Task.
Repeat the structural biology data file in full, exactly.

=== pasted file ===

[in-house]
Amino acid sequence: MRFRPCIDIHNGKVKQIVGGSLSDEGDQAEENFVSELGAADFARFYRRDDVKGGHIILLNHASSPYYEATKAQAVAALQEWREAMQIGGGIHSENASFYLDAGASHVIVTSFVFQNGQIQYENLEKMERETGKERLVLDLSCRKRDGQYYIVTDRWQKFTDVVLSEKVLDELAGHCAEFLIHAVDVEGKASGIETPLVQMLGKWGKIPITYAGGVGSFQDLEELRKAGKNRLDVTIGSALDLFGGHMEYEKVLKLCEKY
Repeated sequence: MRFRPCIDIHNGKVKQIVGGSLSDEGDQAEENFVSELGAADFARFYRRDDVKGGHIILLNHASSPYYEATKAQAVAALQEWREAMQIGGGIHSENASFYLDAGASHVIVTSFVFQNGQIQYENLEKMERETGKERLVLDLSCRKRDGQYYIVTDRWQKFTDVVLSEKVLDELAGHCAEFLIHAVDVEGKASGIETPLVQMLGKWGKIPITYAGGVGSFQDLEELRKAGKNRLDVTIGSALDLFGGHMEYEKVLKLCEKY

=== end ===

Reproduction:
[in-house]
Amino acid sequence: MRFRPCIDIHNGKVKQIVGGSLSDEGDQAEENFVSELGAADFARFYRRDDVKGGHIILLNHASSPYYEATKAQAVAALQEWREAMQIGGGIHSENASFYLDAGASHVIVTSFVFQNGQIQYENLEKMERETGKERLVLDLSCRKRDGQYYIVTDRWQKFTDVVLSEKVLDELAGHCAEFLIHAVDVEGKASGIETPLVQMLGKWGKIPITYAGGVGSFQDLEELRKAGKNRLDVTIGSALDLFGGHMEYEKVLKLCEKY
Repeated sequence: MRFRPCIDIHNGKVKQIVGGSLSDEGDQAEENFVSELGAADFARFYRRDDVKGGHIILLNHASSPYYEATKAQAVAALQEWREAMQIGGGIHSENASFYLDAGASHVIVTSFVFQNGQIQYENLEKMERETGKERLVLDLSCRKRDGQYYIVTDRWQKFTDVVLSEKVLDELAGHCAEFLIHAVDVEGKASGIETPLVQMLGKWGKIPITYAGGVGSFQDLEELRKAGKNRLDVTIGSALDLFGGHMEYEKVLKLCEKY